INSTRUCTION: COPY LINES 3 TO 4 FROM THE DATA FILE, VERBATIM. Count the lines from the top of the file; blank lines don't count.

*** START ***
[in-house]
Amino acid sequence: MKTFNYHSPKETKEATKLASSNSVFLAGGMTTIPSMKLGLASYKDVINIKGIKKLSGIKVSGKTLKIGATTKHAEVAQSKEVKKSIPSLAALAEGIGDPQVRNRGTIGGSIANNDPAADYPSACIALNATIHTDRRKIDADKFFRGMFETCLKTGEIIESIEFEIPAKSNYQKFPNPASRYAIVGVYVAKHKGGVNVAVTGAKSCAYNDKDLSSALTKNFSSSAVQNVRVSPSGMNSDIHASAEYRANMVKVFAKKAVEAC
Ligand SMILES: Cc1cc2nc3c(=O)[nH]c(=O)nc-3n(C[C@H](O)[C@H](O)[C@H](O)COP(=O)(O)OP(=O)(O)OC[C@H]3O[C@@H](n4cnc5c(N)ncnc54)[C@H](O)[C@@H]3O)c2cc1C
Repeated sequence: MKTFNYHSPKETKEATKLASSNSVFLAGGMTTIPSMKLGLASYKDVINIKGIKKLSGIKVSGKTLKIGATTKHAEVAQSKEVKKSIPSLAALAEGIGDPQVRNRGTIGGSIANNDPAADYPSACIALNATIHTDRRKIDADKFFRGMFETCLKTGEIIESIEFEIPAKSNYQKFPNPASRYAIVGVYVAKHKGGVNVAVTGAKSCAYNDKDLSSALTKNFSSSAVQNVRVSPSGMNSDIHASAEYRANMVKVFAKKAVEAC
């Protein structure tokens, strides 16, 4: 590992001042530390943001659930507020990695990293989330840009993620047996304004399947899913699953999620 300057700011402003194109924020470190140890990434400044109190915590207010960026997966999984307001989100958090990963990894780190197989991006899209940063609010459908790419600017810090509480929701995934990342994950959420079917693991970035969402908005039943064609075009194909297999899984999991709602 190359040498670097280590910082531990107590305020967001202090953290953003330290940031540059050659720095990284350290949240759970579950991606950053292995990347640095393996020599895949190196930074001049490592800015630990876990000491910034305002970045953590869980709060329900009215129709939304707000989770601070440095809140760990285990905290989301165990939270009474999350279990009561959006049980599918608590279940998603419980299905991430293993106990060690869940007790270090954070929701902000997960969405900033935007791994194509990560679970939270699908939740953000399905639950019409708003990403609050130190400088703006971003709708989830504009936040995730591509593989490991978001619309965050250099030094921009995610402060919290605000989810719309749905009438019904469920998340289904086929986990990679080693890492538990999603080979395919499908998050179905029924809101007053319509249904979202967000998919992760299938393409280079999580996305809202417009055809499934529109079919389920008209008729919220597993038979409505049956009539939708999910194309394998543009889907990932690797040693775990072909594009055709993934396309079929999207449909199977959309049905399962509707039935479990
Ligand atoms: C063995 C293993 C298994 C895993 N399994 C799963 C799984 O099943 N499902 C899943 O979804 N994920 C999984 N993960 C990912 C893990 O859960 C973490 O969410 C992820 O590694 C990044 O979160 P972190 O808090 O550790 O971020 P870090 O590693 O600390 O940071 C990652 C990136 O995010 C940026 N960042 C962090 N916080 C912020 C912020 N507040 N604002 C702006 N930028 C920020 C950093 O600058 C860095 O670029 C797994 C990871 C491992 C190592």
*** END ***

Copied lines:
Ligand SMILES: Cc1cc2nc3c(=O)[nH]c(=O)nc-3n(C[C@H](O)[C@H](O)[C@H](O)COP(=O)(O)OP(=O)(O)OC[C@H]3O[C@@H](n4cnc5c(N)ncnc54)[C@H](O)[C@@H]3O)c2cc1C
Repeated sequence: MKTFNYHSPKETKEATKLASSNSVFLAGGMTTIPSMKLGLASYKDVINIKGIKKLSGIKVSGKTLKIGATTKHAEVAQSKEVKKSIPSLAALAEGIGDPQVRNRGTIGGSIANNDPAADYPSACIALNATIHTDRRKIDADKFFRGMFETCLKTGEIIESIEFEIPAKSNYQKFPNPASRYAIVGVYVAKHKGGVNVAVTGAKSCAYNDKDLSSALTKNFSSSAVQNVRVSPSGMNSDIHASAEYRANMVKVFAKKAVEAC